Beijing is situated at the northern tip of the roughly triangular North China Plain, which opens to the south and east of the city. Mountains to the north, northwest and west shield the city and northern China's agricultural heartland from the encroaching desert steppes. The northwestern part of the municipality, especially Yanqing County and Huairou District, are dominated by the Jundu Mountains, while the western part of the municipality is framed by the Xishan Mountains. The Great Wall of China, which stretches across the northern part of Beijing Municipality, made use of this rugged topography to defend against nomadic incursions from the steppes. Mount Dongling in the Xishan ranges and on the border with Hebei is the municipality's highest point, with an altitude of 2303 m. Major rivers flowing through the municipality include the Yongding River and the Chaobai River, part of the Hai River system, and flow in a southerly direction. Beijing is also the northern terminus of the Grand Canal of China which was built across the North China Plain to Hangzhou. Miyun Reservoir, built on the upper reaches of the Chaobai River, is Beijing's largest reservoir, and crucial to its water supply.

Climate of Beijing

The city's climate is a rather dry, monsoon-influenced humid continental climate (Köppen climate classification Dwa), characterised by hot, humid summers due to the East Asian monsoon, and generally cold, windy, dry winters that reflect the influence of the vast Siberian anticyclone. Spring can bear witness to sandstorms blowing in from the Mongolian steppe, accompanied by rapidly warming, but generally dry, conditions. Autumn, like spring, sees little rain but is crisp and short. January averages −3.7 °C (25.3 °F), while July averages 26.2 °C (79.2 °F). Annual precipitation is around 570 mm (22.4 in), and the majority of it falls in the summer months. Extremes have ranged from −27.4 to 42.6 °C .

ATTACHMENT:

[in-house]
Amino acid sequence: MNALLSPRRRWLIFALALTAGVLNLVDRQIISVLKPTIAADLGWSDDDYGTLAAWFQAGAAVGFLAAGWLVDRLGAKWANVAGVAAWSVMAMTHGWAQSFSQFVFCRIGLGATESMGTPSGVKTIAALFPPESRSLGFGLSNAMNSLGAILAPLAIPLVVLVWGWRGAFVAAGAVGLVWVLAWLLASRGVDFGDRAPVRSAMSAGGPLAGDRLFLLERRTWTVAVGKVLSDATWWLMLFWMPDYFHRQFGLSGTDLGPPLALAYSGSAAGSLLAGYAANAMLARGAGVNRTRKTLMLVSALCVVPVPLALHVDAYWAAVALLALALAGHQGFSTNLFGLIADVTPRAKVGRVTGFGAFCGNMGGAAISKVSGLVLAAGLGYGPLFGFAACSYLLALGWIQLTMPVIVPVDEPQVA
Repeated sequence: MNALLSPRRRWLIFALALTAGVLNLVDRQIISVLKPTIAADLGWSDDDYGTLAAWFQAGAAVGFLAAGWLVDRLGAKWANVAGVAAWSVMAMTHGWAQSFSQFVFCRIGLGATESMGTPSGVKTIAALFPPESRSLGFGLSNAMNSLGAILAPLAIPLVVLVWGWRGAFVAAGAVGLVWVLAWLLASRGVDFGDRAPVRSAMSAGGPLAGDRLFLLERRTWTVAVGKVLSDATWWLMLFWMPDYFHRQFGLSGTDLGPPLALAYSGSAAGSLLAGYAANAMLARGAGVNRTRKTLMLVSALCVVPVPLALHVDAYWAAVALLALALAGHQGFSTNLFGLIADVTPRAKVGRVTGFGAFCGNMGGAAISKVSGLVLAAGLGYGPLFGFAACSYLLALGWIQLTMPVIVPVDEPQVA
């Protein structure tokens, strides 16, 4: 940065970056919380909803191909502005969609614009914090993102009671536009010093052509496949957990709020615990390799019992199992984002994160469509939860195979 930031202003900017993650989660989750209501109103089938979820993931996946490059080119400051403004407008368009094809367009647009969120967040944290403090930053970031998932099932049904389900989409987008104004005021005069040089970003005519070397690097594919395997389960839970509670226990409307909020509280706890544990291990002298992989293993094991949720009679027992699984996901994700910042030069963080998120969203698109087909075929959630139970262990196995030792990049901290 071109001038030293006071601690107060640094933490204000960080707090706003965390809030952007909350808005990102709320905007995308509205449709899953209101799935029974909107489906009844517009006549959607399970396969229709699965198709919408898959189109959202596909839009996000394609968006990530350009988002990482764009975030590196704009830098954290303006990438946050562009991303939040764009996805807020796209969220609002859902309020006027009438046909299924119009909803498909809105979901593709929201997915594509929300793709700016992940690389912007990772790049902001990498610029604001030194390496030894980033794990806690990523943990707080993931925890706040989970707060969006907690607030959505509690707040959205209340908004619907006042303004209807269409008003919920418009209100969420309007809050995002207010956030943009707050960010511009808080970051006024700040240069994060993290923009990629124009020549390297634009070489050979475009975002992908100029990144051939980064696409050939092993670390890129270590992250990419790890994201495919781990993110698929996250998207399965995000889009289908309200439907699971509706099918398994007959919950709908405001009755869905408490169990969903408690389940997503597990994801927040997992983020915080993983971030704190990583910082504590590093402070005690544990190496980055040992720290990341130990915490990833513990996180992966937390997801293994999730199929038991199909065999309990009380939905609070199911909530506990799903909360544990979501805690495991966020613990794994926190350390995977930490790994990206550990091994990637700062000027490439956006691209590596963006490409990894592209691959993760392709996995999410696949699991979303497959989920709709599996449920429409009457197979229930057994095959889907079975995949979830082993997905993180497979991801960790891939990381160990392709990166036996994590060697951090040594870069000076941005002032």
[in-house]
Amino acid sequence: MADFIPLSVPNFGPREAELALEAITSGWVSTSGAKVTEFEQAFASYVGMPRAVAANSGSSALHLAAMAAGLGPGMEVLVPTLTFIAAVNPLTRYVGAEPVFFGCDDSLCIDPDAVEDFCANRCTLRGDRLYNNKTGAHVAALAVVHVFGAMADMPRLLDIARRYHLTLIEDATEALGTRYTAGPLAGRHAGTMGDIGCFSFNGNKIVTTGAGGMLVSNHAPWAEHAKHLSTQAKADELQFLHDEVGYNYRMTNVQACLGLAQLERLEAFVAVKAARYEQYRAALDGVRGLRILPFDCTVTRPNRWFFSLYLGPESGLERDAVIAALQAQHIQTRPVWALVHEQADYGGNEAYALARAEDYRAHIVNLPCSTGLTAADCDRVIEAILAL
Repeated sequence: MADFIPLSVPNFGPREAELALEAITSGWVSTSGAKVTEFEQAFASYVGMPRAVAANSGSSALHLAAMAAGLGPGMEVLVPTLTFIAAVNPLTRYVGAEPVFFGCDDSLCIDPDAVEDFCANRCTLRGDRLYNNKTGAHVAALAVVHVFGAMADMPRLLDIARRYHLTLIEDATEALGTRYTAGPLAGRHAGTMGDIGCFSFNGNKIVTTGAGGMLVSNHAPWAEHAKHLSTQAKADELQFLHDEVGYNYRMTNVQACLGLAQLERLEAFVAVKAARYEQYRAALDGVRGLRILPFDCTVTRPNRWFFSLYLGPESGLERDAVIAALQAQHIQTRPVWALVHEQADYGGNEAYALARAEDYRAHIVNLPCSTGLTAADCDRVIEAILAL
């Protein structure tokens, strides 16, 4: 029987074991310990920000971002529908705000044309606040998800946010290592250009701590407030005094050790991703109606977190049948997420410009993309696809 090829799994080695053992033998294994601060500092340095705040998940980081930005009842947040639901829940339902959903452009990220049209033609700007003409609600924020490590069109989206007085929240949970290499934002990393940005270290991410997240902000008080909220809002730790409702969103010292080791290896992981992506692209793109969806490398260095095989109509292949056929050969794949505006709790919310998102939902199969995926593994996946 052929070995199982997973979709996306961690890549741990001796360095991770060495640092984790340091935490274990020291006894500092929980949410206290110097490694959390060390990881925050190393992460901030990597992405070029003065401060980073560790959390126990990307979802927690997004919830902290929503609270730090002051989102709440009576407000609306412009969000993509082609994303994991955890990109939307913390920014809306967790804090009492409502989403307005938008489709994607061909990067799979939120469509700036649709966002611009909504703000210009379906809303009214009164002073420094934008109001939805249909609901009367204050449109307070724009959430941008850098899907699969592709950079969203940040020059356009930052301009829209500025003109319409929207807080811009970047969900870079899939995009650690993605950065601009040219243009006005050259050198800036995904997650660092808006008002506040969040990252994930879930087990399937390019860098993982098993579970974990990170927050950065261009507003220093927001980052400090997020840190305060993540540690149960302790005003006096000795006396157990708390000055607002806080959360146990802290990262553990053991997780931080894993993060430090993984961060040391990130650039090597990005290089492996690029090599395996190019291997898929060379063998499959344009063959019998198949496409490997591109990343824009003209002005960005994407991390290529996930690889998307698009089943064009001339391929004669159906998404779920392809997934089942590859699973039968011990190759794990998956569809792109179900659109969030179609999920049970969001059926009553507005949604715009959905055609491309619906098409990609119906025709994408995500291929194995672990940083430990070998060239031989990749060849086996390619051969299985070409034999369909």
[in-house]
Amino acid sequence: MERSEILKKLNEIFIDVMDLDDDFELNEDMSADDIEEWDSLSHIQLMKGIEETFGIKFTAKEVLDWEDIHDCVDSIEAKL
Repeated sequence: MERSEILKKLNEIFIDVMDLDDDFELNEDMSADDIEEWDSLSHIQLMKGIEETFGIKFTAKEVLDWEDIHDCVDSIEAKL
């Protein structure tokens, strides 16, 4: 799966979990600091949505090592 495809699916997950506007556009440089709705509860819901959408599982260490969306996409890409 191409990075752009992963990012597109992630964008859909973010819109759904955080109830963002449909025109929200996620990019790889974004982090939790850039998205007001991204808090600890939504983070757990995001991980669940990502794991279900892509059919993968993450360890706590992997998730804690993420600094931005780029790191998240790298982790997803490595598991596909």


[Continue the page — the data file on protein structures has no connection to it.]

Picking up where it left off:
Economy of Beijing

Beijing is amongst the most developed cities in China with tertiary industry accounting for 73.2% of its GDP; it was the first post industrial city in mainland China. Finance is one of the most important industries of Beijing. By the end of 2007, there were 751 financial organizations in Beijing that generated 128.6 billion RMB revenue accounting for 11.6% of the total financial industry revenue of the entire country. It is also accounts for 13.8% of Beijing's GDP, the highest percentage of that of all Chinese cities. Beijing is home to 26 Fortune Global 500 companies, the third most in the world behind Tokyo and Paris.